A newspaper is offering readers the chance to win fertility treatment.
The Birmingham Post says the likelihood of four candidates conceiving would be tested, with one winner then going on to receive a full course of IVF.
Health Secretary John Reid announced plans for all Primary Care Trusts (PCT) to fund one free IVF treatment cycle to women aged under 40 by 1 April 2005.
The paper says some trusts are still not providing funding and their campaign will raise awareness.
The Birmingham Post launched the week-long Funded Fertility Treatment For All crusade on Monday after linking up with the Midlands Fertility Services, (MFS), based in Aldridge, near Walsall, in the West Midlands.
It is thought it is the first time a paper in the UK has funded such a competition.
As part of the promotion, couples will be able to apply to receive funding for one of four treatments and investigations which include - ovarian reserve testing, different fertility investigations, intra-uterine insemination and intra-cytoplasmic sperm injection.
A spokeswoman for the four PCTs in Birmingham told the BBC that all of them are currently offering a state funded course.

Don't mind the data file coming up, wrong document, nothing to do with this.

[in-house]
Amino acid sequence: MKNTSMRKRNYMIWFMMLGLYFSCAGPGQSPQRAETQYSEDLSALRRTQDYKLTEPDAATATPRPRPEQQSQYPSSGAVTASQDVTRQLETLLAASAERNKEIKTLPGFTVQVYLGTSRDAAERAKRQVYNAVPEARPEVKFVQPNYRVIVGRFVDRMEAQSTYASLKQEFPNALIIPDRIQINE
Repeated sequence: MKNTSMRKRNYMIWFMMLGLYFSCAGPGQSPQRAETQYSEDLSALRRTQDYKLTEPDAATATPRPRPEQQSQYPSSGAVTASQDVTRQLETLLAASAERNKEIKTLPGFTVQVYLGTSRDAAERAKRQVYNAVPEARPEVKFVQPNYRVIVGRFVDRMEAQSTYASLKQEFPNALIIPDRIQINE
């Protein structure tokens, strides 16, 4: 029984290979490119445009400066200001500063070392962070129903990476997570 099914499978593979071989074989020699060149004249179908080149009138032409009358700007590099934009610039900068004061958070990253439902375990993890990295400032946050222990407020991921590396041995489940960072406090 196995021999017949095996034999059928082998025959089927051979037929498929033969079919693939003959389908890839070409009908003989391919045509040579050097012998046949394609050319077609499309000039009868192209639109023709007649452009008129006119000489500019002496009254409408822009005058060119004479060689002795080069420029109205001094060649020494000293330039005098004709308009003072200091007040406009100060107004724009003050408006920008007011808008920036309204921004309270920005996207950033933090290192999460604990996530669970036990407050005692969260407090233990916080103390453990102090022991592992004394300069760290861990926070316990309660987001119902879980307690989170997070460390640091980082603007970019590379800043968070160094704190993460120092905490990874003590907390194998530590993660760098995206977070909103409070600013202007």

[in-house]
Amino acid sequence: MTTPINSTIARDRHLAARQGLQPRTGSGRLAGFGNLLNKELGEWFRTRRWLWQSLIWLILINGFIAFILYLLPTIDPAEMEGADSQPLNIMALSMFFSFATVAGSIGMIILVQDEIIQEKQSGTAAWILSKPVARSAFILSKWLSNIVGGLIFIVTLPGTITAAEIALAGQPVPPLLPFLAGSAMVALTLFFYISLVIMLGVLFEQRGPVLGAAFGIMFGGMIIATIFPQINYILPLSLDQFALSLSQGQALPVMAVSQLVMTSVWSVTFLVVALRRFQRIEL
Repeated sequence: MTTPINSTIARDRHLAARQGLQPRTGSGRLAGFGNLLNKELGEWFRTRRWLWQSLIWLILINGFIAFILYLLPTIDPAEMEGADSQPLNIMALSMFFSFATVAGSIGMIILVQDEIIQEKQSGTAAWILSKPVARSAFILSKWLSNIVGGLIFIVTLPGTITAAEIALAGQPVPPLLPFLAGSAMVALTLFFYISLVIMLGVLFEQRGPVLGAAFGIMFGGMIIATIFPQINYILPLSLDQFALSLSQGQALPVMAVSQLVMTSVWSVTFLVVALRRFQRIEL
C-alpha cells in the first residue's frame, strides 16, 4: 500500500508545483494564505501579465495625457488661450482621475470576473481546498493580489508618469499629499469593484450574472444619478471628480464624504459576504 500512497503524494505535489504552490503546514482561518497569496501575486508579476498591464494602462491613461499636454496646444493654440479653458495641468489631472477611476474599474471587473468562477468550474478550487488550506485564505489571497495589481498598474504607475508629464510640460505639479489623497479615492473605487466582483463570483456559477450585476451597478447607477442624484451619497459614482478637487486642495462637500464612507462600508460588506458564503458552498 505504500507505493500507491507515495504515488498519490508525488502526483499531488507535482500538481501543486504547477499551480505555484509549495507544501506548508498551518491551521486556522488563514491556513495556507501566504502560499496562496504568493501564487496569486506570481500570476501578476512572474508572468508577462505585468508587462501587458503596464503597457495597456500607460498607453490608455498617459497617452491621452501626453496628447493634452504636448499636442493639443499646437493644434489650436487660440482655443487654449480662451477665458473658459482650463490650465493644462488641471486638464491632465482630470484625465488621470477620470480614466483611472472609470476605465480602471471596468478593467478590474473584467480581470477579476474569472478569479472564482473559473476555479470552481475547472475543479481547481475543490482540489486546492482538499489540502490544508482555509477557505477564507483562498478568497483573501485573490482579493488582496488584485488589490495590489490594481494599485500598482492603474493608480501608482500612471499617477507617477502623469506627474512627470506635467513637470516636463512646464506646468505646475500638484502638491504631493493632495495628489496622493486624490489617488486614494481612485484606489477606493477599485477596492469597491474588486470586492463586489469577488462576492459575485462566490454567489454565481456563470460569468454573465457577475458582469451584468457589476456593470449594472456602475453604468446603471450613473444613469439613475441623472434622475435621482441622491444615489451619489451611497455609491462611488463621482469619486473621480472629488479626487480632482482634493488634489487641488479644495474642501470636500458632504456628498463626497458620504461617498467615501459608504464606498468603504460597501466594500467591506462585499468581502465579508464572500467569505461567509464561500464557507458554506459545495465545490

'Inform and educate'
PCTs provide the funding and the treatment is usually carried out at Birmingham Women's Hospital, she added.
A spokesman for the Human Fertility Authority said a course can cost anywhere between £1,500 - £3,000, depending on the complexity of treatment.
Birmingham Post Editor Fiona Alexander said: "We had no idea how many people are affected, or could be affected, by fertility problems. It shocked us.
"It also our duty as a newspaper to inform and to educate, even if the subject is unbelievably still considered taboo in some circles.
"We believe every couple should have the opportunity to receive one fertility cycle on the NHS and would urge all PCTs to start doing so before the Government's April deadline.
Dr Gillian Lockwood, medical director at the clinic and chair of the British Fertility Society Ethics Committee, said they backed the campaign for universal funded fertility treatment.
She said: "About one in six couples have problems conceiving and currently only 30% of the Midlands' couples who require fertility treatment have ready access NHS funding, with the number of treatment cycles offered and the length of the waiting lists dependent on where they live.
"The Birmingham Post is providing the opportunity for a funded fertility investigation or treatment which gives everyone who needs it an equal chance to benefit from the same high quality choices currently available only to privately-funded patients and to some people on the NHS."
Interested readers are invited to submit an application form which will be printed in the paper on Tuesday.